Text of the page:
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Close It Quietly Expands Frankie Cosmos’ Sound

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Greta Kline of Frankie Cosmos has never really had a hard time writing songs. One page turn through her discography will show you that she’s released a slew on songs through varying project names over the years. With Frankie Cosmos, Klein has always employed an indie rock sound that’s fueled by pop underpinnings, and what emerges is a jangle pop sound that’s hard to walk away from. On their new album Close It Quietly, Frankie Cosmos delivers over twenty songs that not only draw on your ears, but expand the band’s sound as well.

 

There’s a lot to unpack here, not just because there’s so much music, but what these songs represent. If you look at it like early Guided By Voices records, Klein is just putting out a record. If you look at it like a diary where some songs needed to be under a minute long and that’s all, then it may make more sense to a casual listener. The songs are strewn about in a way that could make those unfamiliar with the work of the band alarmed to a degree. So if you’re just tuning in, the last album came out a year ago and it was thirty three minutes in length with eighteen tracks, some of which weren’t even a minute long. That continues again on the Gabe Wax produced album, clocking in at thirty nine minutes with twenty one tracks, some of which that don’t make it to a minute.

Where the opener comes off as a jangle pop meets dream pop tone, it quickly changes direction and has an explosive edge. The rhythm changes here are extraordinarily marked with falsetto vocals that shimmer like a shining star above the music. That indie pop tone plays throughout on tracks like the upbeat bop “Cosmic Shop,” the carefully constructed notes of “So Blue” and the gurgled indie rock tone of “Last Season’s Textures.” There’s so much in the arrangements that go to another level of songwriting that shows how far the band has come in a short time.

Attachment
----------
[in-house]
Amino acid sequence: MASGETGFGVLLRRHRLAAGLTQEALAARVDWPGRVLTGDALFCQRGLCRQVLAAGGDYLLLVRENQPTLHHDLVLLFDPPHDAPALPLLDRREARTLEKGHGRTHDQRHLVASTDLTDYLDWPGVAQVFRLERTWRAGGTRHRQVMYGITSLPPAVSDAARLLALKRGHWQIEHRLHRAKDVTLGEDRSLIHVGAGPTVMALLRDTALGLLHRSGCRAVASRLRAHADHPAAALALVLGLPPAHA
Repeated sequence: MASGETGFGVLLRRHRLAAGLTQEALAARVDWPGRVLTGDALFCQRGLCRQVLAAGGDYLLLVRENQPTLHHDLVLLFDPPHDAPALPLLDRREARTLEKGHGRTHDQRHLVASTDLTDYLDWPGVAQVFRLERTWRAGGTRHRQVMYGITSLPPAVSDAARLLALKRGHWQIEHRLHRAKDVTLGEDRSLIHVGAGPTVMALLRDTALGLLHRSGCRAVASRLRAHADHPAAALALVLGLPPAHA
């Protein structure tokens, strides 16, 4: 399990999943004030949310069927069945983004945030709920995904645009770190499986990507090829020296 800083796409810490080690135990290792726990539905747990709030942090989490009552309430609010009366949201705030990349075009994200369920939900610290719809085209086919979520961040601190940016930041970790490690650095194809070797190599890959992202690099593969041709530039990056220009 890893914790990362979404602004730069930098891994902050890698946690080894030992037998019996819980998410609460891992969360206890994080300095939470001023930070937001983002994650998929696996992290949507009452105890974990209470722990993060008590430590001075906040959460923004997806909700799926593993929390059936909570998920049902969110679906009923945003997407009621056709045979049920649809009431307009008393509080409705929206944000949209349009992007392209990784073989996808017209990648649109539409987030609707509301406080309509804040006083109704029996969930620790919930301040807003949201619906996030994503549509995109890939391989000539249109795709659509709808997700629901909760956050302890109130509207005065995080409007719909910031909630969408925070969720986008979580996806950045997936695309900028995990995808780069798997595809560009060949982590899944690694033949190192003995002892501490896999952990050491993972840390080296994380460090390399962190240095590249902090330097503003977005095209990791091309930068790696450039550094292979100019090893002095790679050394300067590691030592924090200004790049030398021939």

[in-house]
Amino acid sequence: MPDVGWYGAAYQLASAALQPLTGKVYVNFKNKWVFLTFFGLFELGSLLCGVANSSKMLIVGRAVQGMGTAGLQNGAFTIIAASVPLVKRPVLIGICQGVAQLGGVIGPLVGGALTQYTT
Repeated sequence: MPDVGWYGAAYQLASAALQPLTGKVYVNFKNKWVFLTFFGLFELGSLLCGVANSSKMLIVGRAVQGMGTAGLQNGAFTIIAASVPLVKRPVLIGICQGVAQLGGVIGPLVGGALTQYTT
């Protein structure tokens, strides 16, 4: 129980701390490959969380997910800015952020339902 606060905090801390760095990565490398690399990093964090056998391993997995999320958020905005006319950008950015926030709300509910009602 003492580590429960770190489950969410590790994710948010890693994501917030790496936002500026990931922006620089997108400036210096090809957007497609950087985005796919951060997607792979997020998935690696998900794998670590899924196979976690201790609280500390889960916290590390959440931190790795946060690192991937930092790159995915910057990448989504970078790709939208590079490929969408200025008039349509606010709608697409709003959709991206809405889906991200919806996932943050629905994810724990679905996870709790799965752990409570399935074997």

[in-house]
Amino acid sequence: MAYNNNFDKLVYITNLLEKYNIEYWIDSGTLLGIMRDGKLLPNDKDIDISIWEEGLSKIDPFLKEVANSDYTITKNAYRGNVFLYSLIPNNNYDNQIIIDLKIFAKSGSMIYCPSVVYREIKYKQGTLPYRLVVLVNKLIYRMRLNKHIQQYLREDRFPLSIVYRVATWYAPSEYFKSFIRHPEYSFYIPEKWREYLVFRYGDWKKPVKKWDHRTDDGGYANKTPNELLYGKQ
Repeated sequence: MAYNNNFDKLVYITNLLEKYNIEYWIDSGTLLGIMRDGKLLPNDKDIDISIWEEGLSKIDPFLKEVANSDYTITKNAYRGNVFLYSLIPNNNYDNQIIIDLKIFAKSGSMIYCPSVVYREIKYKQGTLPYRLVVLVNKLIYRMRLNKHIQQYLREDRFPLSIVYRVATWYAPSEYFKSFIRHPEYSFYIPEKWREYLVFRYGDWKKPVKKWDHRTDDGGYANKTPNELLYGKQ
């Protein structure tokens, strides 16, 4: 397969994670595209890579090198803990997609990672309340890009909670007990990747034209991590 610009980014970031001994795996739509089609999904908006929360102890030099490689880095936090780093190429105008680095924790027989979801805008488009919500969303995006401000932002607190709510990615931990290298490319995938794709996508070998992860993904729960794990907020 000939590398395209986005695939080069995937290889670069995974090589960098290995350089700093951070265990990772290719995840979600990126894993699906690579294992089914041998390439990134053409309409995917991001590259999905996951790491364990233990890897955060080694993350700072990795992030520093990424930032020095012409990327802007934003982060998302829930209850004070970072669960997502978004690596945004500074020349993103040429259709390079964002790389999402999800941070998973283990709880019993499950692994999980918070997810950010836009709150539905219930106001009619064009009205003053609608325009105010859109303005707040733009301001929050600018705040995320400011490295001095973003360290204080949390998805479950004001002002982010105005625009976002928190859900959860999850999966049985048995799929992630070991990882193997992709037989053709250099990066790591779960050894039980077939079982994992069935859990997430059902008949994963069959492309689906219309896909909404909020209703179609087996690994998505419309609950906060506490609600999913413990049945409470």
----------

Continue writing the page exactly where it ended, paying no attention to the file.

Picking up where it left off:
But the true adoration for the album comes in the softer songs. “Rings (On A Tree)” isn’t the speediest of tracks, and its moderate opening opens to a snappier stride that’s lush with multiple guitars tracks, drums and a bass line that dances with a synth that adds a nice texture. “Self-destruct” has this endearing acoustic that pairs well with Kline’s soft voice, almost like a lullaby that doesn’t need a long run time. “With Great Purpose” has this tender stroke that reminds you of some of the earlier Bandcamp releases from Kline, before an organ comes in and helps add a depth to the song that you may not expect. The extra vocals contain a charm that’s on a Brian Wilson level, and the song just warms you as it plays out. But while the soft songs work so well and while the singles pop out as great examples, the closing track “This Swirling” contains plenty of what makes the album a stand out. With a more focused sound, a pop lead buried in an indie rock gem, and dual vocals that bring up the song’s weight, it’s just enough to get you to hit repeat or flip the vinyl over.

Close It Quietly is available in bundles as well as on multiple formats directly from Sub Pop Records, it can be streamed wherever you stream music or it can be purchased digitally in all online music stores. Frankie Cosmos is on tour beginning September 18 in Boston, MA at Royale until November 16 in Berkeley, CA at The UC Theatre. The band’s complete tour schedule can be accessed here

Image Credits: Photo by Jackie Lee Young.

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David Garrick

David Garrick has spent the last five years interviewing some of the most intriguing and engaging artists performing today. Everyone from Angel Olsen to Phoebe Bridgers, Wire to Yo La Tengo, Snail Mail to Soccer Mommy, Ghost to First Aid Kit, The Breeders to Protomartyr, and many more. He's a giant fan of music of pretty much any genre; but especially to the underdogs. He's been known to see more concerts in a week than many people will see in a year.

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